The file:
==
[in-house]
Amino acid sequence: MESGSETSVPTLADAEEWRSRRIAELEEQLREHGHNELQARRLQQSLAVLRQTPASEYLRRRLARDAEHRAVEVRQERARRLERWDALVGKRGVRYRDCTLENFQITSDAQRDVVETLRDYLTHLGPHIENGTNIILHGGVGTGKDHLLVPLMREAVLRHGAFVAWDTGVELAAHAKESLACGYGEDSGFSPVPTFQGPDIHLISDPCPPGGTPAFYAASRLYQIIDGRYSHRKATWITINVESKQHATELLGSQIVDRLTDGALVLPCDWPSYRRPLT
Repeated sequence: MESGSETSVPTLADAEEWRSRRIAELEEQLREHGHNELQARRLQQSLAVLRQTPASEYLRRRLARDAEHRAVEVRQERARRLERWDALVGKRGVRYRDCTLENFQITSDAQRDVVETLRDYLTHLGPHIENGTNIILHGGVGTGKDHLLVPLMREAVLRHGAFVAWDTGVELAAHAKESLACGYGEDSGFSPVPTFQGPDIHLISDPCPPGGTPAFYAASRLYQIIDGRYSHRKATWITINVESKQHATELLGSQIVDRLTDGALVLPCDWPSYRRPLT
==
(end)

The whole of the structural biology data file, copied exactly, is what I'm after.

[in-house]
Amino acid sequence: MESGSETSVPTLADAEEWRSRRIAELEEQLREHGHNELQARRLQQSLAVLRQTPASEYLRRRLARDAEHRAVEVRQERARRLERWDALVGKRGVRYRDCTLENFQITSDAQRDVVETLRDYLTHLGPHIENGTNIILHGGVGTGKDHLLVPLMREAVLRHGAFVAWDTGVELAAHAKESLACGYGEDSGFSPVPTFQGPDIHLISDPCPPGGTPAFYAASRLYQIIDGRYSHRKATWITINVESKQHATELLGSQIVDRLTDGALVLPCDWPSYRRPLT
Repeated sequence: MESGSETSVPTLADAEEWRSRRIAELEEQLREHGHNELQARRLQQSLAVLRQTPASEYLRRRLARDAEHRAVEVRQERARRLERWDALVGKRGVRYRDCTLENFQITSDAQRDVVETLRDYLTHLGPHIENGTNIILHGGVGTGKDHLLVPLMREAVLRHGAFVAWDTGVELAAHAKESLACGYGEDSGFSPVPTFQGPDIHLISDPCPPGGTPAFYAASRLYQIIDGRYSHRKATWITINVESKQHATELLGSQIVDRLTDGALVLPCDWPSYRRPLT